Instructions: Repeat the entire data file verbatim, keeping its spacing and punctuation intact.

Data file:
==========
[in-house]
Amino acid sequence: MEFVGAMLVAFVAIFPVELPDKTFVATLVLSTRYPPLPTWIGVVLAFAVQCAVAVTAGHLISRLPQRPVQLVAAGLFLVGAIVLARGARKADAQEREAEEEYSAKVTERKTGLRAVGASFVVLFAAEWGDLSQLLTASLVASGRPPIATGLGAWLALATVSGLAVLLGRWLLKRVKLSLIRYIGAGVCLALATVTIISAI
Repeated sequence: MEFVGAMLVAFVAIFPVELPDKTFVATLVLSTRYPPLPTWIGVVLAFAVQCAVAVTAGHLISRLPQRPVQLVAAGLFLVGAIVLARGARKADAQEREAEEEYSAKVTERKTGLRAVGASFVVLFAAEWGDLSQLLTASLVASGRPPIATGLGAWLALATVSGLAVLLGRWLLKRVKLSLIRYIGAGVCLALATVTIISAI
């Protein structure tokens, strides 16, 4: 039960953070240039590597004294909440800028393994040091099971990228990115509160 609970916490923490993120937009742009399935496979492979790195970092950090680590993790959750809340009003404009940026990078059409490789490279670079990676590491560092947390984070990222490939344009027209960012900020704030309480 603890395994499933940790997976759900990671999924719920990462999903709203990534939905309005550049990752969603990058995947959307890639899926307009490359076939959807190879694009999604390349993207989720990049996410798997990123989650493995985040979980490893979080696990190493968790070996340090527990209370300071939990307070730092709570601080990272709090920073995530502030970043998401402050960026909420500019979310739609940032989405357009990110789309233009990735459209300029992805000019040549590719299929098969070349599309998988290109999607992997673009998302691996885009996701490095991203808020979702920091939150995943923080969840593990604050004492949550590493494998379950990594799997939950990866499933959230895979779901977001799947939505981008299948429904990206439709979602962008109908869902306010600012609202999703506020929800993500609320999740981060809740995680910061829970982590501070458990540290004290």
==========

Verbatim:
[in-house]
Amino acid sequence: MEFVGAMLVAFVAIFPVELPDKTFVATLVLSTRYPPLPTWIGVVLAFAVQCAVAVTAGHLISRLPQRPVQLVAAGLFLVGAIVLARGARKADAQEREAEEEYSAKVTERKTGLRAVGASFVVLFAAEWGDLSQLLTASLVASGRPPIATGLGAWLALATVSGLAVLLGRWLLKRVKLSLIRYIGAGVCLALATVTIISAI
Repeated sequence: MEFVGAMLVAFVAIFPVELPDKTFVATLVLSTRYPPLPTWIGVVLAFAVQCAVAVTAGHLISRLPQRPVQLVAAGLFLVGAIVLARGARKADAQEREAEEEYSAKVTERKTGLRAVGASFVVLFAAEWGDLSQLLTASLVASGRPPIATGLGAWLALATVSGLAVLLGRWLLKRVKLSLIRYIGAGVCLALATVTIISAI
């Protein structure tokens, strides 16, 4: 039960953070240039590597004294909440800028393994040091099971990228990115509160 609970916490923490993120937009742009399935496979492979790195970092950090680590993790959750809340009003404009940026990078059409490789490279670079990676590491560092947390984070990222490939344009027209960012900020704030309480 603890395994499933940790997976759900990671999924719920990462999903709203990534939905309005550049990752969603990058995947959307890639899926307009490359076939959807190879694009999604390349993207989720990049996410798997990123989650493995985040979980490893979080696990190493968790070996340090527990209370300071939990307070730092709570601080990272709090920073995530502030970043998401402050960026909420500019979310739609940032989405357009990110789309233009990735459209300029992805000019040549590719299929098969070349599309998988290109999607992997673009998302691996885009996701490095991203808020979702920091939150995943923080969840593990604050004492949550590493494998379950990594799997939950990866499933959230895979779901977001799947939505981008299948429904990206439709979602962008109908869902306010600012609202999703506020929800993500609320999740981060809740995680910061829970982590501070458990540290004290």